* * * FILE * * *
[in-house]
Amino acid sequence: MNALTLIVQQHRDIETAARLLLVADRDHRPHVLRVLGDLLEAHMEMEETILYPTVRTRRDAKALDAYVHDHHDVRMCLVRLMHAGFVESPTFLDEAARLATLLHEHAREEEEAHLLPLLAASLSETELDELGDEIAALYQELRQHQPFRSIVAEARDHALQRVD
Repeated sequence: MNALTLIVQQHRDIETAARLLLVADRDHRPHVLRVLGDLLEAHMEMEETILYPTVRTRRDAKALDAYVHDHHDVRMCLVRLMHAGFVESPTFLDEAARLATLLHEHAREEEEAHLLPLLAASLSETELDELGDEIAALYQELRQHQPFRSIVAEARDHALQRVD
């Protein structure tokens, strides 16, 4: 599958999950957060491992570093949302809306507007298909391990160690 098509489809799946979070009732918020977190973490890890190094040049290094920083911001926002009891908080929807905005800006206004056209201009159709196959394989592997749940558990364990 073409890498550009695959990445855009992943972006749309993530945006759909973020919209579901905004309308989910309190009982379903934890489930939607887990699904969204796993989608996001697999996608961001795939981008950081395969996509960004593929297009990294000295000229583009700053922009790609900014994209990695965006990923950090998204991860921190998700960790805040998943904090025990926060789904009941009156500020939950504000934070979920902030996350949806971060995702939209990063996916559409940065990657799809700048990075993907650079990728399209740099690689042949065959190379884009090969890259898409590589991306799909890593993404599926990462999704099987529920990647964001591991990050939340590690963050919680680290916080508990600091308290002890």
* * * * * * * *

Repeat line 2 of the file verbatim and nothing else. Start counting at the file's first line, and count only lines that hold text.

Amino acid sequence: MNALTLIVQQHRDIETAARLLLVADRDHRPHVLRVLGDLLEAHMEMEETILYPTVRTRRDAKALDAYVHDHHDVRMCLVRLMHAGFVESPTFLDEAARLATLLHEHAREEEEAHLLPLLAASLSETELDELGDEIAALYQELRQHQPFRSIVAEARDHALQRVD